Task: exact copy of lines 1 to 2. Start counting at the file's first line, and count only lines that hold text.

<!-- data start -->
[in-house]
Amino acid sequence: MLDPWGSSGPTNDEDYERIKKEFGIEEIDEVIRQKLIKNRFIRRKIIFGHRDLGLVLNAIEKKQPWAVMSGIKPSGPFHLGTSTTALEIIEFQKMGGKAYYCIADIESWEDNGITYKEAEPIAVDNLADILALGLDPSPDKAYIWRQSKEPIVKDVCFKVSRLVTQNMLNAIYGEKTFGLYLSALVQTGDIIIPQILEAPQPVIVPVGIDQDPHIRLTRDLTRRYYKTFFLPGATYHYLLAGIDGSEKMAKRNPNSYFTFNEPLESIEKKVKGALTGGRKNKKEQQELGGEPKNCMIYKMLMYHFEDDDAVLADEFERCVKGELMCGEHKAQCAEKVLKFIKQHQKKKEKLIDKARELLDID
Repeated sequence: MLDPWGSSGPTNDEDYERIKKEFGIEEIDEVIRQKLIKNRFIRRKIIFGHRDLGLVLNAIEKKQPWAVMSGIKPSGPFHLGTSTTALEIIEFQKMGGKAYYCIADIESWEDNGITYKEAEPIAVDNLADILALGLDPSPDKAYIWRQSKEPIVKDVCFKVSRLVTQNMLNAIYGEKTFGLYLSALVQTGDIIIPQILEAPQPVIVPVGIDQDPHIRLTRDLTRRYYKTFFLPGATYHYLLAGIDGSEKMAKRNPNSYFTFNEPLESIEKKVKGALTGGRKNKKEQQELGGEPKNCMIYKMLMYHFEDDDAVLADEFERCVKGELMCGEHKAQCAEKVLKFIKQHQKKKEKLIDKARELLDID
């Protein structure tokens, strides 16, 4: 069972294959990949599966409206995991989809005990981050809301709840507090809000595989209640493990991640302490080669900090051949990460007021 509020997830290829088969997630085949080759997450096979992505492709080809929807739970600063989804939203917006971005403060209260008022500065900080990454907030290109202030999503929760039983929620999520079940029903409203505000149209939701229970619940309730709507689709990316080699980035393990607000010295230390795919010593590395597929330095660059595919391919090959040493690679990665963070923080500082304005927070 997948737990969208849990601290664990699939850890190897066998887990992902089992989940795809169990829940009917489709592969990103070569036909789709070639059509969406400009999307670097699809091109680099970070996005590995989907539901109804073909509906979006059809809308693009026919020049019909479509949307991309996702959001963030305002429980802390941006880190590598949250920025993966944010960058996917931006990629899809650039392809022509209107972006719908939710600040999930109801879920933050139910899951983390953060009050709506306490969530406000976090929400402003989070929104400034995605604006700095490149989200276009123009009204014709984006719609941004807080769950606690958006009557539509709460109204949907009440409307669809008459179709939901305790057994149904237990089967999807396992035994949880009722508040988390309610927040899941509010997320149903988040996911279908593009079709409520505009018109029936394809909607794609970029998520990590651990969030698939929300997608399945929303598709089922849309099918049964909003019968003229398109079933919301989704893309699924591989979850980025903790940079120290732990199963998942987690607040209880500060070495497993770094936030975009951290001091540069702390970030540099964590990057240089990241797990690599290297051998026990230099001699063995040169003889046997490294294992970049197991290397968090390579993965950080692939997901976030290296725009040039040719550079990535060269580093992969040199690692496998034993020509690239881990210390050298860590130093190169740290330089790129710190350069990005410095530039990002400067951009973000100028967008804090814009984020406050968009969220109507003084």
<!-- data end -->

[in-house]
Amino acid sequence: MLDPWGSSGPTNDEDYERIKKEFGIEEIDEVIRQKLIKNRFIRRKIIFGHRDLGLVLNAIEKKQPWAVMSGIKPSGPFHLGTSTTALEIIEFQKMGGKAYYCIADIESWEDNGITYKEAEPIAVDNLADILALGLDPSPDKAYIWRQSKEPIVKDVCFKVSRLVTQNMLNAIYGEKTFGLYLSALVQTGDIIIPQILEAPQPVIVPVGIDQDPHIRLTRDLTRRYYKTFFLPGATYHYLLAGIDGSEKMAKRNPNSYFTFNEPLESIEKKVKGALTGGRKNKKEQQELGGEPKNCMIYKMLMYHFEDDDAVLADEFERCVKGELMCGEHKAQCAEKVLKFIKQHQKKKEKLIDKARELLDID